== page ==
Cardiovascular Disease and its Risk Factors among Mexican Americans in Starr County, Texas
Based on the World Health Organization and Centers for Disease Control and Prevention, cardiovascular disease is the number one cause of death in America and many other countries. Even though there are many cardiovascular related studies, research in the Hispanic population in the US has generally been limited and the impact of cardiovascular disease underestimated. Understanding the risk factors for cardiovascular disease among the Hispanic population is essential since they are the largest minority group in America and have their own unique health characteristics. To effectively and thoroughly learn about overall cardiovascular health in America, we conducted a cross-sectional study to compare the distribution of traditional risk factors of cardiovascular disease among Mexican Americans divided by gender and diabetes status to determine the contribution of potential risk factors to cardiovascular disease risk. These studies build on previous studies among Mexican Americans in Starr County, Texas. This study made use of data collected in the “Starr County Health Studies”. In these data, we selected 138 individuals with cardiovascular disease and 1,043 individuals without cardiovascular diseases and analyzed the present of cardiovascular disease based on EKGs, history of myocardial infarction, history of cardiovascular-related surgery, and echocardiography. In additional, risk factors were compared between those who have heart disease and those who do not. These were compared to other Latino population studies. For the statistical analysis, univariate descriptive statistics and multivariate logistic regression were used throughout the study after adjusting for age, gender, body mass index, and diabetes status. The study population were divided into 8 different groups by gender, cardiovascular disease, and diabetes status. Overall, about half of the study population had stage 1 or higher blood pressure category and 90% of them were either overweight or obese. Within the traditional risk factors, only age and body mass index were significant (p value>0.05). For the potential risk factors, taking lipid lowering medication, hypertensive status, and left ventricular mass were statistically significant (p value>0.05). The contribution of risk factors and potential risk factors were identified by stratification of diabetes. Since those with diabetes had higher risk of cardiovascular disease, obesity, lipid lowering medication, and hypertension than non-diabetics, more diagnostic testing with a proper treatment should be recommended for those with diabetes.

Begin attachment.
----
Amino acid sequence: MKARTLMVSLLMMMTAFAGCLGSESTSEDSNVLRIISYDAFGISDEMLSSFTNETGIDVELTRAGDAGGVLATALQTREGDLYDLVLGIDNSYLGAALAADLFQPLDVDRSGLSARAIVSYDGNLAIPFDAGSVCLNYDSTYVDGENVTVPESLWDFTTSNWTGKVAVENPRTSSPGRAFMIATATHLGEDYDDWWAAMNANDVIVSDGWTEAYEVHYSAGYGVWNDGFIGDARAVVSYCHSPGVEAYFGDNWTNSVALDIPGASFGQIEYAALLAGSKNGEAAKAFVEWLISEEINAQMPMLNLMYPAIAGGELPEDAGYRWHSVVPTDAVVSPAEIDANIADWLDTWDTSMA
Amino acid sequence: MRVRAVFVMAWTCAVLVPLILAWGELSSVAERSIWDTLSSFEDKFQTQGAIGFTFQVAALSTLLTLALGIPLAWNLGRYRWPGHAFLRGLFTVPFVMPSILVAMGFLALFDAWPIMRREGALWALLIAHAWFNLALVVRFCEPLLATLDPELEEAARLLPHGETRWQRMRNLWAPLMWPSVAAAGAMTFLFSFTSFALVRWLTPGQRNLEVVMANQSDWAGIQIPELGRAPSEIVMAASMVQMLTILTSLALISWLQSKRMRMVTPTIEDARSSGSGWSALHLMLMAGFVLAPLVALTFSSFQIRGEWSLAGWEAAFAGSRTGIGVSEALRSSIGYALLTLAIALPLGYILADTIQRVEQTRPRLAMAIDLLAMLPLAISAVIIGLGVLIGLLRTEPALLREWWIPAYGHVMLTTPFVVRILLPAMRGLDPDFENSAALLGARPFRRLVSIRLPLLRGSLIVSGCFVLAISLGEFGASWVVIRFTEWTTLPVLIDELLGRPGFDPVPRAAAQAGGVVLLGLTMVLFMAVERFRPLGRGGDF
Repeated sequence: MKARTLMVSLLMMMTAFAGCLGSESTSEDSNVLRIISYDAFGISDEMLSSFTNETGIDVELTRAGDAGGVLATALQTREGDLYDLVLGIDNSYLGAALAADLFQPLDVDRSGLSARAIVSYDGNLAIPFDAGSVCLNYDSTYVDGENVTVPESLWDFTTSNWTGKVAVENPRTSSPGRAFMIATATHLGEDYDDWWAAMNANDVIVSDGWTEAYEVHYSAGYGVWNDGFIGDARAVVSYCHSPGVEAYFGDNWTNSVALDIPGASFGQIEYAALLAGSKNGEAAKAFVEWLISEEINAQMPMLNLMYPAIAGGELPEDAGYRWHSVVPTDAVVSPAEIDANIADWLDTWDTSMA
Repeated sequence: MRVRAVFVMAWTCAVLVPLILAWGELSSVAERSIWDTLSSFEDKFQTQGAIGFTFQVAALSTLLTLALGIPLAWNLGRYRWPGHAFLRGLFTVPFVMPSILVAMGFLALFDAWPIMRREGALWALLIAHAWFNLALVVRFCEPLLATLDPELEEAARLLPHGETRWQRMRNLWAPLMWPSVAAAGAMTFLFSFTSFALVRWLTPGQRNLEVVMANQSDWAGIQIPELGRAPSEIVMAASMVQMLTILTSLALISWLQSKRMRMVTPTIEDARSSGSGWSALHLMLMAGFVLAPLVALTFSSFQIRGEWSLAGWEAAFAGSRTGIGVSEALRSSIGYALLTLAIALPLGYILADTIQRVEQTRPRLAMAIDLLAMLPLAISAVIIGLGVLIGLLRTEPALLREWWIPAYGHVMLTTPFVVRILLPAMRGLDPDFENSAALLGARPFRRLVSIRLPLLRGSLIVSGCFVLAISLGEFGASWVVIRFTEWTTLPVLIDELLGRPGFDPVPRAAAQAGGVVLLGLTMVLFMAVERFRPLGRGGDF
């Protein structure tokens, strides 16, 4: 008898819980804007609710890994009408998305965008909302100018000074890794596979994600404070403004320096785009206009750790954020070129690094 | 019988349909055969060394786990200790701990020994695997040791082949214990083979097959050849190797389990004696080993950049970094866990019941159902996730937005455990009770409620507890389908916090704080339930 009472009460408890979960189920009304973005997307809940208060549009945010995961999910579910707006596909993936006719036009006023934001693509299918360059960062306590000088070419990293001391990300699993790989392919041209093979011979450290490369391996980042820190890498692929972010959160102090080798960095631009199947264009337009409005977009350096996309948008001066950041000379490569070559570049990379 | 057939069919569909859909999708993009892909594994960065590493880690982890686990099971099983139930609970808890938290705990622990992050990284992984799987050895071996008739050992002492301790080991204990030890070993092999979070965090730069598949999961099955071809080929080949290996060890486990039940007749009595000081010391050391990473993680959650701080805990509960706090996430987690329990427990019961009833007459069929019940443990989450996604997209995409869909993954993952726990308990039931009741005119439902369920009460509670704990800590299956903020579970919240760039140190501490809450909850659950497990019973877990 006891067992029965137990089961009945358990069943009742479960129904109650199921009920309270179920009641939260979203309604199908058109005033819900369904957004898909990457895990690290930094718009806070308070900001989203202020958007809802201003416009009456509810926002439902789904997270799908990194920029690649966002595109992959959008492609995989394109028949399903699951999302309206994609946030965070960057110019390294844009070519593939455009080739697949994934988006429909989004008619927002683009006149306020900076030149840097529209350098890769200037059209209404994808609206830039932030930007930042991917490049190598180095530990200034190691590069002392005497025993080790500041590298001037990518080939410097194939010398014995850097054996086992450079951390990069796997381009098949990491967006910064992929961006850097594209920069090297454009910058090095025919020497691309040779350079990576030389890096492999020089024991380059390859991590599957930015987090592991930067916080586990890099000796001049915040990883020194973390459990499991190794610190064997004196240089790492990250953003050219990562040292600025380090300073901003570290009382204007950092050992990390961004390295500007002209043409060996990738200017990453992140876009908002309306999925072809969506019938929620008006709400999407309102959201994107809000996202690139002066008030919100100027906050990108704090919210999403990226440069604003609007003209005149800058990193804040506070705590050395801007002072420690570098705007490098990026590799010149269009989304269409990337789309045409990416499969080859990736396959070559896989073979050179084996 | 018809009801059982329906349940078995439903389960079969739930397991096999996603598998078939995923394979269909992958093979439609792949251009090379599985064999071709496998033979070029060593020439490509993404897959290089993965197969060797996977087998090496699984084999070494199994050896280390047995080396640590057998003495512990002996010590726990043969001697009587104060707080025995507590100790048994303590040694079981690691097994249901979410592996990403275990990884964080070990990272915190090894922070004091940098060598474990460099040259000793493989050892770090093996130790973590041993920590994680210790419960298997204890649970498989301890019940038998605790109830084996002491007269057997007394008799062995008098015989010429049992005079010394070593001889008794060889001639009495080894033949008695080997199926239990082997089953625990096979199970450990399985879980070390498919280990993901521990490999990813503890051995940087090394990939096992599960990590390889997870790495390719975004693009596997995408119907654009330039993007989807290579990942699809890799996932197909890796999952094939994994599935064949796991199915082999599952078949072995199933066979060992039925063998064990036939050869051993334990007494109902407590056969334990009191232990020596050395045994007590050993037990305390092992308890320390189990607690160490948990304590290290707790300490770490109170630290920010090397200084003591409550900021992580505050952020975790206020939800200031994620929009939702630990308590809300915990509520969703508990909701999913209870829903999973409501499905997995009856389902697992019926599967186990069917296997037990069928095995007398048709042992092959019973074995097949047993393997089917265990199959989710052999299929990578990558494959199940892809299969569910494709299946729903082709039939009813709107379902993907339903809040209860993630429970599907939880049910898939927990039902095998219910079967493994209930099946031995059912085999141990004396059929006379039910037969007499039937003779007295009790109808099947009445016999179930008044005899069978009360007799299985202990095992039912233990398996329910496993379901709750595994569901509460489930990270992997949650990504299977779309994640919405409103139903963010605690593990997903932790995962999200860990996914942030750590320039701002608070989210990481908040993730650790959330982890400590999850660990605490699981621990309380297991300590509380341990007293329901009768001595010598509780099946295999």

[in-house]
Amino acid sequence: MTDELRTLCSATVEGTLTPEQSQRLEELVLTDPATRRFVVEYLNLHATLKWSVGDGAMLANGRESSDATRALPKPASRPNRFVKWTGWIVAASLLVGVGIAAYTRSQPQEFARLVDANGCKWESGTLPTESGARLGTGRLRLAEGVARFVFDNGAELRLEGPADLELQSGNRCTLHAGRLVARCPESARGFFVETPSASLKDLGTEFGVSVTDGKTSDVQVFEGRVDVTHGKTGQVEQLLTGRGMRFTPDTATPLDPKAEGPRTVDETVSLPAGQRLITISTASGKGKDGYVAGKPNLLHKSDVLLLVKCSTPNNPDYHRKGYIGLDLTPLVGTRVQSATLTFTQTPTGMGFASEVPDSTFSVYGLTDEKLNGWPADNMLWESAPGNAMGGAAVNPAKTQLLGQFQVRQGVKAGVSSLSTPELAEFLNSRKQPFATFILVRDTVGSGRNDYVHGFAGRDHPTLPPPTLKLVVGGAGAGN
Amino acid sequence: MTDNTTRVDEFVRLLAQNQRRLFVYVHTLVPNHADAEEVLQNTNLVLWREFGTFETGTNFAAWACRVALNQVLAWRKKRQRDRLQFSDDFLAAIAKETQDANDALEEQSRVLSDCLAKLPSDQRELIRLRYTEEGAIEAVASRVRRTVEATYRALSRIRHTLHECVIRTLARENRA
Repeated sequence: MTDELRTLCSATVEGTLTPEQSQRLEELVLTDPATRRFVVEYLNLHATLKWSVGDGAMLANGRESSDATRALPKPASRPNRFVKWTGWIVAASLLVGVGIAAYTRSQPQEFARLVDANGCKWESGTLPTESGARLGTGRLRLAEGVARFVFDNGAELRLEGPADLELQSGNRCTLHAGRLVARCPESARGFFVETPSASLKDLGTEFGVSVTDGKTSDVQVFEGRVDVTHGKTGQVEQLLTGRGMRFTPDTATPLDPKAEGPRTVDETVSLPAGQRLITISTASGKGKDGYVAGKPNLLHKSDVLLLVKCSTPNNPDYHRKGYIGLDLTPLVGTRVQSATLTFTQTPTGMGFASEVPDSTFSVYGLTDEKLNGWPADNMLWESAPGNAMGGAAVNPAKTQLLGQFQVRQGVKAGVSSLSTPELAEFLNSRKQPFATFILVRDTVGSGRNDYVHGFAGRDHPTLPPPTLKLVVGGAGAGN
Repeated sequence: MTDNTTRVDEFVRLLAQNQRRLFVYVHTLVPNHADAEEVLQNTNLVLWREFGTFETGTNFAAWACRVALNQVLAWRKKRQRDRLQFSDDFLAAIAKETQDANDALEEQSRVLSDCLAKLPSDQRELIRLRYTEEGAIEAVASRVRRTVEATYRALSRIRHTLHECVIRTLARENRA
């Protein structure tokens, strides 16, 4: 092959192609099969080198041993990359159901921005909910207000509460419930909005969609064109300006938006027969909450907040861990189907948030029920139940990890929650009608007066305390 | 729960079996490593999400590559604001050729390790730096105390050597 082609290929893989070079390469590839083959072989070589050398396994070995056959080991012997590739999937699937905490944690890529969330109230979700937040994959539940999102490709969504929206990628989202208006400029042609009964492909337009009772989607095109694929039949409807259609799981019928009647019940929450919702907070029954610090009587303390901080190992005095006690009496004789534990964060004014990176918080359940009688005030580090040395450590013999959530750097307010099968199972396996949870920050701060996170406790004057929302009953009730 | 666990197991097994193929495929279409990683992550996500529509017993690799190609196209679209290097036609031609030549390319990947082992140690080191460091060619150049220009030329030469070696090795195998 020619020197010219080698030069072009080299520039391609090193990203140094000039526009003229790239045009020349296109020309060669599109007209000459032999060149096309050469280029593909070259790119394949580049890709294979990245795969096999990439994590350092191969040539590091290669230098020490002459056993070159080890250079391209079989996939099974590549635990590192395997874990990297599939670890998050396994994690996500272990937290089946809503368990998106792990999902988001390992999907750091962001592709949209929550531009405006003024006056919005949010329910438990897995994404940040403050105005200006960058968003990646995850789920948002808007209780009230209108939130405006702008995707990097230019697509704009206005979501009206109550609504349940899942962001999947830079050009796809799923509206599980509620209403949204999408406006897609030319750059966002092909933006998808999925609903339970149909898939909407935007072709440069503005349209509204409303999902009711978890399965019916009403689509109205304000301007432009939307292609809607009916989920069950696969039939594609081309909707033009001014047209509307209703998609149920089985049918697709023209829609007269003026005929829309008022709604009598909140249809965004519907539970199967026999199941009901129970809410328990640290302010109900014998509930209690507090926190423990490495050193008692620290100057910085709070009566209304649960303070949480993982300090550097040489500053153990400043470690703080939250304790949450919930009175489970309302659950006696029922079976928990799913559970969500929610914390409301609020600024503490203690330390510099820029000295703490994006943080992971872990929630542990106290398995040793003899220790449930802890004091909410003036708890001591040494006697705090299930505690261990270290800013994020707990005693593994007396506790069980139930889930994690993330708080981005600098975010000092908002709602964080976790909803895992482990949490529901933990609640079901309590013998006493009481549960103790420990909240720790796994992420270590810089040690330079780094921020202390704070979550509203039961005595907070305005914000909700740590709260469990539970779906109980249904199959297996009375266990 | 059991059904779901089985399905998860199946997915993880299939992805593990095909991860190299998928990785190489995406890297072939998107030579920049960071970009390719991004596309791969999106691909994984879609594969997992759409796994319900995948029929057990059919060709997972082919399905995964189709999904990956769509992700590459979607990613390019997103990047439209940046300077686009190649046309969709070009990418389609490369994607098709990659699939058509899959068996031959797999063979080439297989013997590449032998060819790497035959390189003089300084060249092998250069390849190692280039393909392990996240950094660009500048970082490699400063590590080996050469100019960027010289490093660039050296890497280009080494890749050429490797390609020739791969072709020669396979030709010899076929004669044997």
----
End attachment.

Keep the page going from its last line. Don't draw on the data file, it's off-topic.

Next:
Won, Vera, "Cardiovascular Disease and its Risk Factors among Mexican Americans in Starr County, Texas" (2018). Texas Medical Center Dissertations (via ProQuest). AAI10790234.